A warning to voters in this election season: If your precinct is equipped with electronic voting machines, malicious people could easily tamper with your ballot.
That warning comes from Ed Felten, professor of computer science and public affairs at Princeton University, and two of his students, Ari Feldman and Alex Halderman. The trio just released a report on the security of e-voting technology, complete with a 10-minute video demonstrating some of the vulnerabilities they found. Felton focused on the research this week in his popular Freedom to Tinker blog.
The findings aren't pretty.
The research focuses specifically on the hardware and software of the Diebold AccuVote-TS voting machine, one of the most widely deployed electronic voting machines in the U.S. The authors note that in the November 2006 general election, the AccuVote-TS and its newer relative, the AccuVote-TSx, will be used in 357 counties representing nearly 10% of registered voters. About half these counties -- including all of Maryland and Georgia -- will use the AccuVote-TS model.
"For example, an attacker who gets physical access to a machine or its removable memory card for as little as one minute could install malicious code," they wrote. "Malicious code on a machine could steal votes undetectably, modifying all records, logs, and counters to be consistent with the fraudulent vote count it creates."
An attacker could also create malicious code that "spreads automatically and silently from machine to machine" during normal election activities, they said. "Mitigating these threats will require changes to the voting machine's hardware and software and the adoption of more rigorous election procedures," they added.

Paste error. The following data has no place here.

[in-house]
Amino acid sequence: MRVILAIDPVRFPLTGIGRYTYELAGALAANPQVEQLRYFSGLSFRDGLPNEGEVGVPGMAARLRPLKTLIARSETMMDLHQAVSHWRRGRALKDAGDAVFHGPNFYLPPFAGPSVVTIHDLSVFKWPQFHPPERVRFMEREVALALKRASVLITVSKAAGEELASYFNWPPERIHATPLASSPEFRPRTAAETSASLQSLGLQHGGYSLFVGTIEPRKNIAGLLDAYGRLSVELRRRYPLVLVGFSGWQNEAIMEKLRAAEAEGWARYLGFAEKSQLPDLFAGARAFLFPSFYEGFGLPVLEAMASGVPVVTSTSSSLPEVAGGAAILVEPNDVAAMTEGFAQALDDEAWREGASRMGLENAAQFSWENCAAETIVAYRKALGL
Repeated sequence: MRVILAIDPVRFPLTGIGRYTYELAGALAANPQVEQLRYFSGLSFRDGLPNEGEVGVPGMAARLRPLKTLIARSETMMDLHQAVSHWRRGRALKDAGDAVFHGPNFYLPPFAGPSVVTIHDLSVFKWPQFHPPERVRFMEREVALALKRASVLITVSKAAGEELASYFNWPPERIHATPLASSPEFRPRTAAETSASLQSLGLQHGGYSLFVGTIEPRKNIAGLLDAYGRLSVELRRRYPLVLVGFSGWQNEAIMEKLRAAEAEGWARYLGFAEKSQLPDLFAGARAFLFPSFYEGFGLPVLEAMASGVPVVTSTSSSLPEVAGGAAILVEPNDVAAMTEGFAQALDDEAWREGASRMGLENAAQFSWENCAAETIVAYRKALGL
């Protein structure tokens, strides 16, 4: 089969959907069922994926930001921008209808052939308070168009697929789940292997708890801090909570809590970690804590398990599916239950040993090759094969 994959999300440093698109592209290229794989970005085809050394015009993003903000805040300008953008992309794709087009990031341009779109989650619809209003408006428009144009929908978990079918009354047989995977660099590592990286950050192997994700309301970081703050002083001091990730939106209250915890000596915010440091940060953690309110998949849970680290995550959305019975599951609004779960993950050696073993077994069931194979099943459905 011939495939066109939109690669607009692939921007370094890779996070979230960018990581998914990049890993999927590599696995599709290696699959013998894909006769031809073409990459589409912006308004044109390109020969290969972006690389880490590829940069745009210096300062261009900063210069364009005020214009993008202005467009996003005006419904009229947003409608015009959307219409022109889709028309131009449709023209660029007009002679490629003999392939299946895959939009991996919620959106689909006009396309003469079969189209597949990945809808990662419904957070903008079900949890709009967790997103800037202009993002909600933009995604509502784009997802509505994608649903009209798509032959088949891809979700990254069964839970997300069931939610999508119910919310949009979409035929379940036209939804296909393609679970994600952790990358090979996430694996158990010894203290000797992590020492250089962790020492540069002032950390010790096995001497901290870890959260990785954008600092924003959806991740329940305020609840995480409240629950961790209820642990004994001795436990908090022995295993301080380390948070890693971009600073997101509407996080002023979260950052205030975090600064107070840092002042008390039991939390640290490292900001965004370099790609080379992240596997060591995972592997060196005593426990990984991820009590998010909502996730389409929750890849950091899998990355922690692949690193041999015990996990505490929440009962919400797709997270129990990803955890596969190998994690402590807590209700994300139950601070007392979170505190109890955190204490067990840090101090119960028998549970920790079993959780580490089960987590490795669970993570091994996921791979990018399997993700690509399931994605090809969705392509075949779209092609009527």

Specifically, the researchers concluded:
This isn't the first time Diebold's machines have come under scrutiny from the information security community. In the run-up to the 2004 election, many experts feared that voting irregularities tied to machine glitches would throw the outcome of the election into chaos and force a replay of the 2000 election debacle.
That scenario never happened, but since then security activists have continued to cast doubt on the integrity of the machines. One of the biggest criticisms is that the machines leave no paper trail that can be used to double-check votes or be used as back-up in case the machines break down.
Felton's blog entry has attracted a fair amount of interest so far, with 13 responses as of Thursday morning. Most seem to share the researchers' concerns.
Doug Lay wrote that he "had the pleasure" of using a Diebold machine during the Maryland primary. "The polling station had no curtain, only a three-sided metal divider about 18 inches high," he wrote. "My station was angled away from the judges, but other stations in the room were directly facing the judges (and the waiting area) so that a voter would have only their own body to protect the privacy of their vote."
Another respondent who signed his/her name as enigma_foundry wrote, "I really worry about a disputed election, in which one group can make a claim of being cheated, that can not be completely checked out."
A respondent to the blog who signed his/her name as "mroonie" wrote that it's only a matter of time before voting will boil down to who can infect voting machines the fastest, with the most effective virus for collecting votes for one specific candidate. "I fear that even newer technologies that can learn to identify these 'virus votes' will be met with another onslaught of even newer hacking technologies to overpower them," the blogger wrote.
Diebold Inc.'s Diebold Election Systems of Allen, Texas isn't taking the scrutiny lying down. The company's marketing director, Mark Radke, accused Felten and his students of ignoring newer software and security measures that prevent the attacks outlined in the research.
"I'm concerned by the fact we weren't contacted to educate these people on where our current technology stands," he told The Associated Press. He also questioned why Felten hadn't submitted his paper for peer review, as is commonly done before publishing scientific research.